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How our emotions and bodies are vital for abstract thought : perfect mathematics for imperfect minds

Author: Anna Sverdlik; Shelley Fairweather-Vega
Publisher: Abingdon, Oxon ; New York, NY : Routledge, 2018. ©2018
Edition/Format:   Print book : EnglishView all editions and formats
Summary:
"If mathematics is the purest form of knowledge, the perfect foundation of all the hard sciences, and a uniquely precise discipline, then how can the human brain, an imperfect and imprecise organ, process mathematical ideas? Is mathematics made up of eternal, universal truths? Or, as some have claimed, could mathematics simply be a human invention, a kind of tool or metaphor? These questions are among the greatest  Read more...
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Additional Physical Format: Online version:
Sverdlik, Anna.
How our emotions and bodies are vital for abstract thought.
Abingdon, Oxon ; New York, NY : Routledge, 2018
(DLC) 2018002968
(OCoLC)1021058736
Document Type: Book
All Authors / Contributors: Anna Sverdlik; Shelley Fairweather-Vega
ISBN: 9781138565845 1138565849 9781138565869 1138565865
OCLC Number: 1016009445
Description: xvii, 218 pages : illustrations ; 25 cm
Contents: 1. The unreasonable effectiveness of mathematics --
2. Why logic is never ideal --
3. Working memory and logical limitations --
4. Overpowered by emotion --
5. From cognition to recognition and back again --
6. Non-algorithmic thinking machine? --
7. How mathematics can outwit physiology.
Other Titles: Kak ėmot︠s︡ii vlii︠a︡i︠u︡t na abstraktnoe myshlenie i pochemu matematika neveroi︠a︡tno tochna.
Responsibility: Anna Sverdlik ; translated by Shelley Fairweather-Vega.

Abstract:

"If mathematics is the purest form of knowledge, the perfect foundation of all the hard sciences, and a uniquely precise discipline, then how can the human brain, an imperfect and imprecise organ, process mathematical ideas? Is mathematics made up of eternal, universal truths? Or, as some have claimed, could mathematics simply be a human invention, a kind of tool or metaphor? These questions are among the greatest enigmas of science and epistemology, discussed at length by mathematicians, physicians, and philosophers. But, curiously enough, neuroscientists have been absent in the debate, even though it is precisely the field of neuroscience―which studies the brain’s mechanisms for thinking and reasoning―that ought to be at the very center of these discussions. How our Emotions and Bodies are Vital for Abstract Thought explores the unique mechanisms of cooperation between the body, emotions, and the cortex, based on fundamental physical principles. It is these mechanisms that help us to overcome the limitations of our physiology and allow our imperfect, human brains to make transcendent mathematical discoveries. This book is written for anyone who is interested in the nature of abstract thought, including mathematicians, physicists, computer scientists, psychologists, and psychiatrists."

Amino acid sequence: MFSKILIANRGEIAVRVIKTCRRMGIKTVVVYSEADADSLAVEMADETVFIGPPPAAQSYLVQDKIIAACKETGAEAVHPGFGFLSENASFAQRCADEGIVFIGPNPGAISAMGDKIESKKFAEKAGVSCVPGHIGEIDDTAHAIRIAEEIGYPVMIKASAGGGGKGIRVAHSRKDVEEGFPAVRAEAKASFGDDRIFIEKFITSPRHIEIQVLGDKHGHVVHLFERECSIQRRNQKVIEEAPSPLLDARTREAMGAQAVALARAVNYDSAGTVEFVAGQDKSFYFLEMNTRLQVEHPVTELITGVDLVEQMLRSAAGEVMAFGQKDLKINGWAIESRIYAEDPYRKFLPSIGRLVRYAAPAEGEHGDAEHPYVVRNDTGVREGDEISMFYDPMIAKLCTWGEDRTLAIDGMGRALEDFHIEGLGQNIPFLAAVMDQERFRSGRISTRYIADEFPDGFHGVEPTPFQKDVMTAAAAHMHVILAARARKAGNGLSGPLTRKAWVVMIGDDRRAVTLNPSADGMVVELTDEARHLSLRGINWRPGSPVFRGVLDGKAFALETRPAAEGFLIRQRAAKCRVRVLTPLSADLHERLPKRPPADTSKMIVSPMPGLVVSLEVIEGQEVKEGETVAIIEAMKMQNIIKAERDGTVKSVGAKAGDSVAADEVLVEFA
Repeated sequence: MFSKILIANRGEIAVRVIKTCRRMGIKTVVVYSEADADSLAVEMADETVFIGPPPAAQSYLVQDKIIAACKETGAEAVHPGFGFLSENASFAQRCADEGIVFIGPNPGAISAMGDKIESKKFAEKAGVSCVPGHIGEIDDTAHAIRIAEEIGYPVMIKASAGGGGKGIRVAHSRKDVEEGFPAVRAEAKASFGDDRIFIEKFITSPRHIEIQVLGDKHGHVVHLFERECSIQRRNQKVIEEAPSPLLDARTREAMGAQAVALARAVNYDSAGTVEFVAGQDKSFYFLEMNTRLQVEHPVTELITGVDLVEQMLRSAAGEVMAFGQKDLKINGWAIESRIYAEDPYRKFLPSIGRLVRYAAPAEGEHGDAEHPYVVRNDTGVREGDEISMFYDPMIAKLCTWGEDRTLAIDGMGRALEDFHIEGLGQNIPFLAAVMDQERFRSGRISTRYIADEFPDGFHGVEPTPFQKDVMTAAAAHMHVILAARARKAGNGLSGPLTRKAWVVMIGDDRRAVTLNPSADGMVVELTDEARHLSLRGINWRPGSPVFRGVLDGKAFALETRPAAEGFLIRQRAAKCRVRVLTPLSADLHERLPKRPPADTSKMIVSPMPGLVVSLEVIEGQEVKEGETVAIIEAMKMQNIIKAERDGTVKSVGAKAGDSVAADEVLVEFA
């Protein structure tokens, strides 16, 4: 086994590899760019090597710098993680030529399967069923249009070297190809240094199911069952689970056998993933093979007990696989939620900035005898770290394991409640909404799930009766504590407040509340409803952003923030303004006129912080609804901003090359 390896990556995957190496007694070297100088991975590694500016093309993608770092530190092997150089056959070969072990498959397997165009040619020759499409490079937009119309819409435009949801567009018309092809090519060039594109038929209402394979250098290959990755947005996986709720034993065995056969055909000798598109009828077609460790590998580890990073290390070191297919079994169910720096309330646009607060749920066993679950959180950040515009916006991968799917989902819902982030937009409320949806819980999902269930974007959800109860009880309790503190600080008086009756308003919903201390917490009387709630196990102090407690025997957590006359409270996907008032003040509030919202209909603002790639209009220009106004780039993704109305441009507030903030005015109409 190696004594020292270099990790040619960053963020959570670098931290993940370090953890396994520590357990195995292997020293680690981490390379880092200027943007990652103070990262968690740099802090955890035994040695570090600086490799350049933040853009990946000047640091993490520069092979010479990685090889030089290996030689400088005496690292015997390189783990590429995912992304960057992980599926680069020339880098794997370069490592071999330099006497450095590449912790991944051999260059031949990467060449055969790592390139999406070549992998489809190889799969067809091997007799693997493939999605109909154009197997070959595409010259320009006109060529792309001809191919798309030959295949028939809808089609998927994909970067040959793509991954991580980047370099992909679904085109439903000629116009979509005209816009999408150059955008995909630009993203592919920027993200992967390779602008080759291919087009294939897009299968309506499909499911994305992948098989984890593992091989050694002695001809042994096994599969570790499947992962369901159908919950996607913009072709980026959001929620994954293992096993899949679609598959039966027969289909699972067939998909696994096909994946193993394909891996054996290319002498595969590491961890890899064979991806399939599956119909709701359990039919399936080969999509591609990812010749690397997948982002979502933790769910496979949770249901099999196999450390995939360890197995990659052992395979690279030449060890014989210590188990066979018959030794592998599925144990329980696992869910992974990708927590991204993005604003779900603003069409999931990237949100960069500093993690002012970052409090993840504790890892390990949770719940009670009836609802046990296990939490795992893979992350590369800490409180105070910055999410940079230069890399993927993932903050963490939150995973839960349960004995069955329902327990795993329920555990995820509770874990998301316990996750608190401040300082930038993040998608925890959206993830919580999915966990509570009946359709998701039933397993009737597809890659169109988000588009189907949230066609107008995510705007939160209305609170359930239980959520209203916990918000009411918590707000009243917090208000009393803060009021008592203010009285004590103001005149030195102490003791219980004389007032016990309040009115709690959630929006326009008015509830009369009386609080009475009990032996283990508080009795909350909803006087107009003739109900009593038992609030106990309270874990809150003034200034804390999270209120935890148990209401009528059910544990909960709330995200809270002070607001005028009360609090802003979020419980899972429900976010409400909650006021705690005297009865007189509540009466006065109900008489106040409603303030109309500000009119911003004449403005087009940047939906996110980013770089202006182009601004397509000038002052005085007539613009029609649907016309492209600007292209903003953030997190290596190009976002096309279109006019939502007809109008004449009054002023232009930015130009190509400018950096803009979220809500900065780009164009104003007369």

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This is a remarkable book, taking on the under-investigated overlap between twovery disparate worlds: on the one hand mathematics and rationality, contrasted withemotions and embodiment. Based on the Read more...

 
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